LEARN TO BREATHE
We’ve heard we need to breathe. We know we need to breathe–long, slow, deep, focused inhales followed by full, complete, equally long exhales.
We know doing this type of intentional, mindful breathing helps calm us, lowers our blood pressure, and helps drop cortisol levels. We know mindful breathing is a form of nourishment for our parasympathetic nervous system, as one woman in Love Yourself: The Journey Begins so aptly described it.
We know our flight-fight-freeze nervous system needs this counterbalance so we can be well, stay healthy, engage fully, bring our best creative selves to the task at hand.
But….you may be thinking the same thing that women spoke aloud in that very same Love Yourself live video call.
“I need a reminder to do this. I need somehow to know that when I’m beginning to feel anxious that I have options. In the heat of the moment, I just forget to breathe.”
And, as a woman reminded us, this is pretty natural, too. (yep, the women showing up for Love Yourself are not only brave but incredibly smart.)
As it turns out, forgetting to breathe is also the body’s way of taking care of itself.
Forgetting to breathe is also the body’s way of taking care of itself.
Because when we are triggered or feeling anxious, the brain is busy preparing us to either fight, take flight, or freeze. It’s preparing to take action to preserve our very existence. It’s increasing our blood pressure, respiratory rate, sending out gobs of adrenaline and cortisol.
What our body is NOT actively engaged in is searching the files in our well-organized frontal cortex to look for ways to:
- a) recognize what’s happening as having an anxiety attack;
- b) look for similar files on how we’ve handled this situation in the past; or
- c) open the file of answers for what we could do in order to kick-start the parasympathetic nourishment, aka, intentionally, mindfully breathing.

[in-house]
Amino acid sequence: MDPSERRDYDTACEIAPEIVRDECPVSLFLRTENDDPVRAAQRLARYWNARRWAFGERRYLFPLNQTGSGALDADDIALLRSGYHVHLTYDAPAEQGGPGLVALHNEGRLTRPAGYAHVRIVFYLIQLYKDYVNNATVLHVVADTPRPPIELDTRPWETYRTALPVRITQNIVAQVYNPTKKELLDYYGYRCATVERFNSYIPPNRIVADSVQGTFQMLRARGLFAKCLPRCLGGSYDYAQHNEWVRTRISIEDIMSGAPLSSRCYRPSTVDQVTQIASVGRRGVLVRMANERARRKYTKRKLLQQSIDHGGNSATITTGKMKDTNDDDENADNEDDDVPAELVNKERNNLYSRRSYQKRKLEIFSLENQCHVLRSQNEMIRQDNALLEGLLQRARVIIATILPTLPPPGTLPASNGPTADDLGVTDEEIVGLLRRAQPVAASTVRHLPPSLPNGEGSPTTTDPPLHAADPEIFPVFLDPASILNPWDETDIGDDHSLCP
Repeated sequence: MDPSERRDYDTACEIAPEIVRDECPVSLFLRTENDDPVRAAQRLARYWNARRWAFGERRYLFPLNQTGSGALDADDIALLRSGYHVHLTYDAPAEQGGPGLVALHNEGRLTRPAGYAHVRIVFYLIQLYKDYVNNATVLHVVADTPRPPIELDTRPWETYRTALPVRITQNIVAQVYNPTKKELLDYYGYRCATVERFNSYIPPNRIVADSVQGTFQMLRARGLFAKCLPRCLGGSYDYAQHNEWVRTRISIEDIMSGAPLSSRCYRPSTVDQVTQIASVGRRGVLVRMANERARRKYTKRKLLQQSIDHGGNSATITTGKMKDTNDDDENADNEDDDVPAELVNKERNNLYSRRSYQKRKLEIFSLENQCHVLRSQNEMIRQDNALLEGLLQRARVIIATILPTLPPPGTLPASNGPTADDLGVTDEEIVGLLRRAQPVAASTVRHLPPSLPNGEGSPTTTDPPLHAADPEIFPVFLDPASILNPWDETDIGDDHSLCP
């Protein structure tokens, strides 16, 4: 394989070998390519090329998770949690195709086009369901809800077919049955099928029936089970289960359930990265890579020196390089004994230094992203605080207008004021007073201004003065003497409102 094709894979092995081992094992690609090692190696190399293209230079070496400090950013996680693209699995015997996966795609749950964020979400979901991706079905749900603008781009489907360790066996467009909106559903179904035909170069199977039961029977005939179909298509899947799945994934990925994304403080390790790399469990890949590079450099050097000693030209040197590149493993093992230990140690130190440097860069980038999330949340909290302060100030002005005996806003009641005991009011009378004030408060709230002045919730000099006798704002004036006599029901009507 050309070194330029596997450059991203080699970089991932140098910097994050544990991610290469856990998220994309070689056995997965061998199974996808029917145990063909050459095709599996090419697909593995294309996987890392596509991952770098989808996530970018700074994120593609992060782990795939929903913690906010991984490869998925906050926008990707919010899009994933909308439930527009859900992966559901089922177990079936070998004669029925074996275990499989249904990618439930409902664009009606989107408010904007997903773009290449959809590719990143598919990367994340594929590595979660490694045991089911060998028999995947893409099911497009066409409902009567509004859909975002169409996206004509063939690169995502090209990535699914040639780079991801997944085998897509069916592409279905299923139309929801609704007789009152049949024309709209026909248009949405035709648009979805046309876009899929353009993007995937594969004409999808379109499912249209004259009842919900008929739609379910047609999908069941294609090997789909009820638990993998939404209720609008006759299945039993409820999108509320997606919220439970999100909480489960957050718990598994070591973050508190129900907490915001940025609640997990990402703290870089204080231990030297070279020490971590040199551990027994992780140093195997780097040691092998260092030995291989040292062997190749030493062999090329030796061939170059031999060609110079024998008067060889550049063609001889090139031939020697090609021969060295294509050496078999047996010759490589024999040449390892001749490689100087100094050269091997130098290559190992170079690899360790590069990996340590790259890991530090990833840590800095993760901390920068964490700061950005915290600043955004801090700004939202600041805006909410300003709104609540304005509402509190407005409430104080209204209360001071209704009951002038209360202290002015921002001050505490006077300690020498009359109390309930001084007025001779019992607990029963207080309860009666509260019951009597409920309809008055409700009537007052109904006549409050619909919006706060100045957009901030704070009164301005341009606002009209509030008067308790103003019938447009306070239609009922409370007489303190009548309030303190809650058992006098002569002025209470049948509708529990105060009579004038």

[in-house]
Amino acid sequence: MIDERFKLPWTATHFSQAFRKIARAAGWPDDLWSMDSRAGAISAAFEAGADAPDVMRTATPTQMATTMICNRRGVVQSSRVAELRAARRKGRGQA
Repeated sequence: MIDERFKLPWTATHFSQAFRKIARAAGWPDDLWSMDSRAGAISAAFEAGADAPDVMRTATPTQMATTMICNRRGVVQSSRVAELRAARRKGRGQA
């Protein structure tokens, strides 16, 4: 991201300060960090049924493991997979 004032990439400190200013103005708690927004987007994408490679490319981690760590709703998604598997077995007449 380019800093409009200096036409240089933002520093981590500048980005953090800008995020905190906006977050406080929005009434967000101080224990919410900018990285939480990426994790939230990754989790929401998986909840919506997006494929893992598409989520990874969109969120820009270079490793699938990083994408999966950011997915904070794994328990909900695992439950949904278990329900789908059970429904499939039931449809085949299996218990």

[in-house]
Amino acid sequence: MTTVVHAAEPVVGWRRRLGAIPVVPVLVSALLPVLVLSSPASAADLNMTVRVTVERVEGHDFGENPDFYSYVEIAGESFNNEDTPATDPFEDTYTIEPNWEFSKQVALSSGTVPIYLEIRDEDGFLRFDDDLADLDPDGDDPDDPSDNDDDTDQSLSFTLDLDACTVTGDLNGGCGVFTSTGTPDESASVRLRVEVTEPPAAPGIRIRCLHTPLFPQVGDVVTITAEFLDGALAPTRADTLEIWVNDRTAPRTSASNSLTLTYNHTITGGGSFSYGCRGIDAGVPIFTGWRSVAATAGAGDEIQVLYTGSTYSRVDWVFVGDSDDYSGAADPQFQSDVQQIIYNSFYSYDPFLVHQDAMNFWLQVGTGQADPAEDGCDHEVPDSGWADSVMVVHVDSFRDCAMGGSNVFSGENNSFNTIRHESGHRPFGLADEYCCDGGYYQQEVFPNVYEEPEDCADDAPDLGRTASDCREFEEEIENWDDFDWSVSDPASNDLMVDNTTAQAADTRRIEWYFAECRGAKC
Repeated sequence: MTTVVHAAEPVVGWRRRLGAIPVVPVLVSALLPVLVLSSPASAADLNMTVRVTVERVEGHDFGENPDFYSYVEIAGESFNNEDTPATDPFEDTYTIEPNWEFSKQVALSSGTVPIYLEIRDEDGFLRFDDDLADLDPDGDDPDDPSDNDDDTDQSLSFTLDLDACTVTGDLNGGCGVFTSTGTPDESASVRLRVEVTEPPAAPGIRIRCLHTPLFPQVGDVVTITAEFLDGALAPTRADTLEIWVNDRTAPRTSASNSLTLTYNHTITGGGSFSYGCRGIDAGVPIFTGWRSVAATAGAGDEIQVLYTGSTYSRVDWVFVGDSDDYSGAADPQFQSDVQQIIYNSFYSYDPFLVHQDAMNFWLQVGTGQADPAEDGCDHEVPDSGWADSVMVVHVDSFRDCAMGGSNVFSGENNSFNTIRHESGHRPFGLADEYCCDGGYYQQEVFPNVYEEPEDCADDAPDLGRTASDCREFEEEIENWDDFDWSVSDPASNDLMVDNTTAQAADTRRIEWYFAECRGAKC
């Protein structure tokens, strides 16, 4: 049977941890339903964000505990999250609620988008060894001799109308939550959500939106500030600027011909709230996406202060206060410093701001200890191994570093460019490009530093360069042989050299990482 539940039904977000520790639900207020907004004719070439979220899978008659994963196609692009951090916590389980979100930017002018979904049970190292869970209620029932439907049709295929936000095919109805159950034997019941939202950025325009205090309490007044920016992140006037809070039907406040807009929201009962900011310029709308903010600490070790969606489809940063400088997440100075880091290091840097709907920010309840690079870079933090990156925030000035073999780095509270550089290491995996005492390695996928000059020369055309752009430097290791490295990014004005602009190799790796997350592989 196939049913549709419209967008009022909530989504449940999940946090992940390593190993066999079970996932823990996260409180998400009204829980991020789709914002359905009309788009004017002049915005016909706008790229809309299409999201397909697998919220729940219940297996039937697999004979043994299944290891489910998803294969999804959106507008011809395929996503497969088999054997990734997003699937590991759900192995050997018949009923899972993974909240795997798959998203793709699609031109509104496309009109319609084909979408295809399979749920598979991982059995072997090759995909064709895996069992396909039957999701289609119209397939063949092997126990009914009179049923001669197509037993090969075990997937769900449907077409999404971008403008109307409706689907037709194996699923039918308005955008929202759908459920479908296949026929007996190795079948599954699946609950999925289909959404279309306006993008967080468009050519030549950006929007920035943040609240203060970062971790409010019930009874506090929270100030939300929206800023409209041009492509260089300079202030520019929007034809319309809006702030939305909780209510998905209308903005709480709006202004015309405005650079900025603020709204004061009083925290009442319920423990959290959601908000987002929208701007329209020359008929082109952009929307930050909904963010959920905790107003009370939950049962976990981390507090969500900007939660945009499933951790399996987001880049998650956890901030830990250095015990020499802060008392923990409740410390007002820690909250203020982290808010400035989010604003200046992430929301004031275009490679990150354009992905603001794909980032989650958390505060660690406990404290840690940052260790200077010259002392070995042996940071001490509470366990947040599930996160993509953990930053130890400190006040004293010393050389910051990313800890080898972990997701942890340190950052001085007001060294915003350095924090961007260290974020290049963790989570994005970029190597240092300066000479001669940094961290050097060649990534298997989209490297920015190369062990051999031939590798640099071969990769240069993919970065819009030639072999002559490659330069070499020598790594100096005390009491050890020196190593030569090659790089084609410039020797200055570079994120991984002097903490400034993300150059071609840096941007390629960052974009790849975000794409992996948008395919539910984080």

I’ve joked that since this happens to me I’ve thought about a tattoo on my left wrist that simply says BREATHE.
But in the meantime, how do we remember to breathe when we are triggered, feeling anxious, out of control, ready to lose it?
The answer perhaps is this:[bctt tweet=”When we practice mindful breathing, we increase the chance of remembering it when we need it.” username=”GinLeeTay”]
There’s really no other way around it. Practice won’t make us perfect, or probably get most of us to Carnegie Hall, as they say. But practicing mindful, intentional breathing can help us increase our chances of remembering mindful, intentional breathing during the times we most need it.
Here’s one way Women of Wonder is hoping to help you boost your breath memory.
Every day for the next three weeks, or through December 21st, I’ll be LIVE on Facebook offering the time and space for you to practice breathing. I’m calling this offering of time and space:
5 Minutes to Boost Your Breath Memory
Every day for 5 minutes, I will lead you through simple breathing techniques that will help you practice grounding and centering in the present moment while also strengthening your breath memory muscles. These practices are ones that you can practice any time, nearly any where. They are practices I’ve learned from others and use myself.
Since they will be recorded, they’ll be available 24/7. I’ll also be offering an affirmative mantra for the day, something you can use to set your day’s intention for accepting you as you are, or, your enough-ness.
Five minutes may not seem like much, and in the midst of 24 hours, it may not be. Just like doing 5 elbow curls with a 3# weight once a week will probably not increase muscle mass. But when we do elbow curls every day, or at least more days of the week than not, we begin to develop muscle memory, strength, and ultimately resiliency to injury.
And that’s exactly what can also happen with practicing breathing for 5 minutes a day. It can not only manage triggers when they arise, but it can also help us develop resiliency to them, and to help us show up strong in our life.
And as we head into the frantic-ness of this season, breathing may just become your best friend.
5 Minutes to Boost Your Breath Memory begins tomorrow, December 1st. I hope you’ll follow Women of Wonder on Facebook to practice with me.
On this healing journey with you,
PS: If you’re ready to set aside some time just for you, schedule a 30 minute FREE Healing Arts Session with me where we’ll breathe, write, or create. The experience as the possibility to transform. Schedule here.
Ginny Taylor, Healing Arts Facilitator